The shortest GC winner ever was Romain Maes (Tour de France 1935 winner). He was 1.60 m tall.
The average weight of a Grand Tour GC winner is 67.6 kg.
The heaviest GC winner was Tour de France 1909 winner François Faber. He weighed 88 kg.
The lightest GC winner was Marco Pantani. He won Tour de France and Giro in the same year (1998), weighing just 57 kg.
A GC winner has an average BMI of 21.56.
A GC winner with the highest BMI was François Faber. He won the 1909 Tour de France with a BMI of 27.77 (1.78 m, 88 kg).
A GC winner with the lowest BMI was Fabio Aru. He won the 2015 Vuelta with a BMI of 18.81 (1.83 m, 63 kg).
Mountain Classification Winners
The average height of a mountain classification GT winner is 1.74 m.
The tallest mountain classification winner ever was Mauricio Soler (TdF 2007). He is 1.90 m tall.
The shortest mountain classification winner ever was Mariano Díaz (Vuelta 1967). He was 1.59 m tall.
The average weight of a mountain classification winner is 65 kg.
The heaviest mountain classification winner was the Giro d’Italia 1933 mountain classification winner Alfredo Binda. He weighed 77 kg.
The lightest mountain classification winner was José Rujano. He won the 2005 Giro mountain classification weighing just 48 kg.
A mountain classification winner has an average BMI of 21.24.
A mountain classification winner with the highest BMI was Mariano Díaz. He won the 1967 Vuelta a España mountain classification with a BMI of 24.92 (1.59 m, 63 kg).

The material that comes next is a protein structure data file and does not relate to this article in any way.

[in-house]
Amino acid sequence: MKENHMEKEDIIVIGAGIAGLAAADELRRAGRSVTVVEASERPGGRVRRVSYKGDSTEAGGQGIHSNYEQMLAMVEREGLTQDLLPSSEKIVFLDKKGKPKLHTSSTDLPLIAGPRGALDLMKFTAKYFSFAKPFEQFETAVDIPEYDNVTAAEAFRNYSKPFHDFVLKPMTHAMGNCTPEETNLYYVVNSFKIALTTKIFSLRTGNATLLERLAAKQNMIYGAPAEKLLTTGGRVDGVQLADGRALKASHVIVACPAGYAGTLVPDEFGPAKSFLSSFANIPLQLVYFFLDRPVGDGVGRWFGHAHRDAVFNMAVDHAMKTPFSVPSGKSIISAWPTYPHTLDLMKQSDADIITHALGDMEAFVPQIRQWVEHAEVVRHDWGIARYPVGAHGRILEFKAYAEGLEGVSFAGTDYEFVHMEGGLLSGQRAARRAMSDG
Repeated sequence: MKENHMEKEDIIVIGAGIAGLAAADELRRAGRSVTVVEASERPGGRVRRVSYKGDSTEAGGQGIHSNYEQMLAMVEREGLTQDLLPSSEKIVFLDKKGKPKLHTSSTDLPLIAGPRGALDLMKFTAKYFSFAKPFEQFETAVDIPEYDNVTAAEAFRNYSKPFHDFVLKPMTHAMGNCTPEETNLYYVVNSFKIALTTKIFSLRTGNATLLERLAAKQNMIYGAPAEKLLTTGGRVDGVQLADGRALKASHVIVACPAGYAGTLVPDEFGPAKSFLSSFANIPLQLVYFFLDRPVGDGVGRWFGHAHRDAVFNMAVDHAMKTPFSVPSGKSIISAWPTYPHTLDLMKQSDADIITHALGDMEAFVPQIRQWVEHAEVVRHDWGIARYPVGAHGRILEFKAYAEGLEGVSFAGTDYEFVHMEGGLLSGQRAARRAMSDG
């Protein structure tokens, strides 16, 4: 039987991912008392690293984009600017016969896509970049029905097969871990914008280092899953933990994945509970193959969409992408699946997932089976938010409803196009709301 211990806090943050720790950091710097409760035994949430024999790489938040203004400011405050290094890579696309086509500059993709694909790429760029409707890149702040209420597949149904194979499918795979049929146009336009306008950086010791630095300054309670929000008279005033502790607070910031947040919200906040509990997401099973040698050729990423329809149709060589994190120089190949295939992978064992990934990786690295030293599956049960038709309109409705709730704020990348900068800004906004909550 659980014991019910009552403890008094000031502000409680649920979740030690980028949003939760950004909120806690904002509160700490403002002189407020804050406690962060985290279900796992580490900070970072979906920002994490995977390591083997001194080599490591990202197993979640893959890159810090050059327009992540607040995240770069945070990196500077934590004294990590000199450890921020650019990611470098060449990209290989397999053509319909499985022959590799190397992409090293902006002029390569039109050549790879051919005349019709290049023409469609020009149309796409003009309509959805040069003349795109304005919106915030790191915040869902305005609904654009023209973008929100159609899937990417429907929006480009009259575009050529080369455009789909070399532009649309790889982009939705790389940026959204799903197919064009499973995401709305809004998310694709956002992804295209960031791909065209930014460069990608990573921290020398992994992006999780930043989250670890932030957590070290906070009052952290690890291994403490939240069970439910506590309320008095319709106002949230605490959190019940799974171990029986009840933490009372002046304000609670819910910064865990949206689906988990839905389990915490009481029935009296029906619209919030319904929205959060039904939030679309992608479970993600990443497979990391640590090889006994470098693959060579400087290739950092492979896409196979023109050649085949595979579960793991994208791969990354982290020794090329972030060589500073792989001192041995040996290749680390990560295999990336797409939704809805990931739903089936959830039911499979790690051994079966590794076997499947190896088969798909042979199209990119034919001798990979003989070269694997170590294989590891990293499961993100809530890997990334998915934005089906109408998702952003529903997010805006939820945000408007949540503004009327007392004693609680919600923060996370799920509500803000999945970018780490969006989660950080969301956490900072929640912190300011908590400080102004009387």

A mountain classification winner with the lowest BMI was José Rujano. He won the 2005 Giro mountain classification with a BMI of 18.29 (1.62 m, 48 kg).
Points Classification Winners
The average height of a points classification GT winner is 1.78 m.
The tallest points classification winner ever was Tom Boonen (TdF 2007). He is 1.92 m tall.
The shortest points classification winner ever was Stan Ockers (TdF 1955 and 1956). He was 1.65 m tall.
The average weight of a points classification winner is 71 kg.
The heaviest points classification winner was Rik Van Steenbergen. He won Vuelta a España 1956 points classification weighing 83 kg.
The lightest points classification winner was Joaquim Rodríguez. He won the 2012 Giro points classification weighing just 57 kg.
A points classification winner has an average BMI of 22.3.
A points classification winner with the highest BMI was Walter Godefroot. He won the 1970 Tour de France points classification with a BMI of 24.94 (1.71 m, 73 kg).
A points classification winner with the lowest BMI was Chris Froome. He won the 2017 Vuelta points classification with a BMI of 19.08 (1.86 m, 66 kg).
Overall Victories & Stage Wins
The rider with the most Grand Tour GC wins (11) is Eddy Merckx. He won TdF and Giro 5 times, as well as Vuelta once.
The following table shows three riders with the most stage wins for a given Grand Tour.
|Tour de France Wins||Giro d'Italia Wins||Vuelta a España Wins|
|1.||Eddy Merckx||34||Mario Cipollini||42||Delio Rodríguez||39|
|2.||Mark Cavendish||30||Alfredo Binda||41||Alessandro Petacchi||20|
|3.||Bernard Hinault||28||Learco Guerra||31||Laurent Jalabert|
Rik Van Looy
Consider these Incredible Bicycle Statistics to discover more about the sport we all love so much.
We have a song in the Czech Republic that goes like this:
“Statistics are boring, but it has valuable information…”
I have never enjoyed statistics, but spending dozens of hours putting this comparison together was fun. I was surprised to see some Grand Tour data visualized. The riders’ height, weight, and BMI data points are pretty interesting. What do you think about these cycling Grand Tours statistics?
I hope you like this comparison and if so, don’t forget to share it with your friends. You can also check out my other articles dedicated to individual Grand Tours that go into more detail: